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I am currently running a fairly popular private Wordpress site on a dedicated bare metal server using ISPConfig, Nginx and MariaDB. We have a series of podcasts and content that we host specific for our members. We are having an issue where certain users are sharing the site's links on other sites which is making our private content public. What I am looking to do is secure our content to prevent the links from working from the outside and to prevent this from happening again.

I have tried a few methods so far which has come up with it's own issues. My first attempt was to use Nginx's hotlink protection method by using the valid_referer directive. While this method did work it created issues with some browsers and prevented members with RSS/Podcast readers from downloading content.

The second use was a Wordpress plugin which uses PHP, WP-DownloadManager. Again this method did work but once again causes issues with some browsers and devices and doesn't work with RSS/Podcast readers.

I've seen a few methods used on another private podcast was the use of a key-based method. I'm already using a key method to keep the actual RSS feed private but the actual media file is not. This method also puts a key on the media file's URL just like it does with the RSS feed, and the links expire after a set time. I believe this method would be basically killing two birds with one stone. First, it should prevent people from sharing the link and if people are dumb enough to do so potentially any traffic generated from said link could be identified and tied to a specific member.

Is there a way for this to happen and any code available? Is there any other method that might be better? I'm currently at a loss and my members, especially iOS users, are getting a little upset since I pulled the RSS feeds.

Right now I'm currently using Wordpress with the Blubrry PowerPress plugin for podcasts and a slightly modified version of the Private Feed Key plugin which protects the Wordpress RSS feed. Members are required to login to the site and is unavailable to guests.

  • I do not have any answers for you, but I have a question that may help someone who would- if you do not mind. Are you requiring your users to log in? This is where I am confused by your question. I am assuming that would be the first step. If so, how is this not helping your situation? – closetnoc Jan 18 '15 at 3:39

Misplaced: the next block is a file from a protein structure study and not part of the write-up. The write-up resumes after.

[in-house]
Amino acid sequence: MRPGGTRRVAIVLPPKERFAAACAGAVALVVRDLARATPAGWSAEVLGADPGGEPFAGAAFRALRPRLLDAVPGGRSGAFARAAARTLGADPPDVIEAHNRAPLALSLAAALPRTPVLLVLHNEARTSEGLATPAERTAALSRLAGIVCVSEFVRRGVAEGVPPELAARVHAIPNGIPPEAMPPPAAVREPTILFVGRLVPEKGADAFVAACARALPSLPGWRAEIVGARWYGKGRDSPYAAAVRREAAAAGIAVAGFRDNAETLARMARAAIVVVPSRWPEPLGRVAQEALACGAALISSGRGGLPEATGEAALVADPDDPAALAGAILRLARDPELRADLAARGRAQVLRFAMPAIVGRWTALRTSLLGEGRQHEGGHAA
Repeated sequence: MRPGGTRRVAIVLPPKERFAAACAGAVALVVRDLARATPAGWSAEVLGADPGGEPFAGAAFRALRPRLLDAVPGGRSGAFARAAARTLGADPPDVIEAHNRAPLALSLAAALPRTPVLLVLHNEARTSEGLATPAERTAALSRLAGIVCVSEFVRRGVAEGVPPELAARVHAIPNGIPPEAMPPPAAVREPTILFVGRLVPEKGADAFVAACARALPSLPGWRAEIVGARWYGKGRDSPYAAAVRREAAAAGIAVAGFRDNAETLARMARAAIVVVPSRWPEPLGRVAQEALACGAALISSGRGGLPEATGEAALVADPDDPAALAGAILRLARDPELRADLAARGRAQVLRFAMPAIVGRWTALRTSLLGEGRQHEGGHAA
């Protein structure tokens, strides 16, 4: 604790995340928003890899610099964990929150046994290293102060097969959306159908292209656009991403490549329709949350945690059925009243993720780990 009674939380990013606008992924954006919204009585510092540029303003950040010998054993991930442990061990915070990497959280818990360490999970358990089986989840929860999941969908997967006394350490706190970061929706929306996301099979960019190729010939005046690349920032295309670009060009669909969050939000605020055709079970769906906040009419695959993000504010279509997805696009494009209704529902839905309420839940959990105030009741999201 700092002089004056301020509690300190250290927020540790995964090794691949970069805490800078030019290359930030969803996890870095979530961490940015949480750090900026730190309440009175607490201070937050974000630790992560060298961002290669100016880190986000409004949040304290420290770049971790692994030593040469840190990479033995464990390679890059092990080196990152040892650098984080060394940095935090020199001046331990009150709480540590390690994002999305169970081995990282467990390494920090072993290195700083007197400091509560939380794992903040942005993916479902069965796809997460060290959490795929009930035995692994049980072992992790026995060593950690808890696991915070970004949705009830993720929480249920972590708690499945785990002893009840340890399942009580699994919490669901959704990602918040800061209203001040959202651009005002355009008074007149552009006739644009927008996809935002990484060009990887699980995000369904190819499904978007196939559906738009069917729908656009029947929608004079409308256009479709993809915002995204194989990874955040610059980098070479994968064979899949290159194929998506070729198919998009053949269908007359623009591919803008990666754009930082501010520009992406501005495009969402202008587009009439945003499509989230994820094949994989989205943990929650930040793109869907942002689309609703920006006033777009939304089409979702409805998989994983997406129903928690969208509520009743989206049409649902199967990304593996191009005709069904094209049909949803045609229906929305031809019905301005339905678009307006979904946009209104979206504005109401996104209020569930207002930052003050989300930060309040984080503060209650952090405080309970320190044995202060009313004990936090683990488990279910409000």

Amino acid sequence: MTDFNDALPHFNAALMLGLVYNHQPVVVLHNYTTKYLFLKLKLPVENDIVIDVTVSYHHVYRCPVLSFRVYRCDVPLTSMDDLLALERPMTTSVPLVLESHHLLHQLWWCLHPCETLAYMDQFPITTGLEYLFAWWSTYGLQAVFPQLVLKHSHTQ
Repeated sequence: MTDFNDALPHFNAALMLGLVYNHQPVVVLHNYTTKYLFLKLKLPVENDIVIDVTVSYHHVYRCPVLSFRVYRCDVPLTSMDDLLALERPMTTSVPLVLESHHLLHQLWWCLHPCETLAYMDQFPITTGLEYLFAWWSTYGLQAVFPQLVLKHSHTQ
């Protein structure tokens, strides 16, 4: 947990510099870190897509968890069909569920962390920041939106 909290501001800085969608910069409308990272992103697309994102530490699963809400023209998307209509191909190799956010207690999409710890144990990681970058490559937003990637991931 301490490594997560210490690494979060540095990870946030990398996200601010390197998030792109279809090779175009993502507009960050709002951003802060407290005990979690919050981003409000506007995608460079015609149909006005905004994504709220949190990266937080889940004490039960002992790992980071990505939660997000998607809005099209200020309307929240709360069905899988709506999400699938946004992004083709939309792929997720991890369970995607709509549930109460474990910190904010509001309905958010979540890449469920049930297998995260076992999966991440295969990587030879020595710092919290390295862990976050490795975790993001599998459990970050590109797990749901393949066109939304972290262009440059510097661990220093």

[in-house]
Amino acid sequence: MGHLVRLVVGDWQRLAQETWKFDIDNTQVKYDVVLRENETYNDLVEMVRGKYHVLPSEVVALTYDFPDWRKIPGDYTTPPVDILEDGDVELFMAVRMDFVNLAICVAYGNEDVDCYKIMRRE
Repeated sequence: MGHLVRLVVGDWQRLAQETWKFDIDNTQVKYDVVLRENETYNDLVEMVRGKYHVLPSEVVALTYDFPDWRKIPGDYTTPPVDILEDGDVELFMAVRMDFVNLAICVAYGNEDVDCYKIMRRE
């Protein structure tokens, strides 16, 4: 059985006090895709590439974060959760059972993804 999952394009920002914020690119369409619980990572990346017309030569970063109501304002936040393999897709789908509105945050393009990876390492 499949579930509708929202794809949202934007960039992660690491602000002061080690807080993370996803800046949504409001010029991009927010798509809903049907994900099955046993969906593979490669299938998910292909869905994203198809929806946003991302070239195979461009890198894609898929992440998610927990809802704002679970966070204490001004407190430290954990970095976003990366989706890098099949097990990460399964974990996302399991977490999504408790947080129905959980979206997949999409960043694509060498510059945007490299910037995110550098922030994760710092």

• Correct. Users are required to log in through Wordpress. – RyanThaDude Jan 18 '15 at 3:50
  • I do not know WP and so I do not think I can help you. Someone will. It has been quiet here on the weekends since the holidays. Must be the cold air? Who knows. Just hang tight. I will up-vote the question to get peoples attention at least. – closetnoc Jan 18 '15 at 4:10
  • Have you considered modifying your htaccess rules on the server to redirect them to an advertising page if they try to link content from another site? – Jamin Quimby Jan 18 '15 at 19:02
  • You will need to embed drm into the content, which may cost you licensing money to implement. Otherwise, content is just a file or collection of files that people can do whatever they want with – Canadian Luke REINSTATE MONICA Jan 18 '15 at 22:57
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To make content on the internet private, you need to protect it with user names and passwords. Ensure that only logged in users with permissions can view the content.

You could implement basic authentacation via your .htaccess file or use one of several WordPress plugins such as this one.

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    This, unfortunately doesn't help. You make a suggestion to use .htaccess but I'm using Nginx instead of Apache. Plus, my Wordpress site is already made private with jonradio Private Site plugin and Secure Invites to allow my members to invite others. I'm also using Private Feed Key to protect the actual RSS feed so prevent non-members access to the feed, but I am looking to also protect the podcast media from being shared since the media currently is open to all as long as they have a link. I'm looking to protect the media, with something like expiring links. – RyanThaDude Jan 18 '15 at 22:31
  • Why wouldn't you put the media behind the same password protection as everything else? – Stephen Ostermiller Jan 19 '15 at 1:08
  • As far as I know most podcast and RSS readers won't work with password-protected media. The reader will fail to download any attached media. I know this happens in iTunes and BeyondPod for Android. I can only assume others will do the same. – RyanThaDude Jan 19 '15 at 1:55

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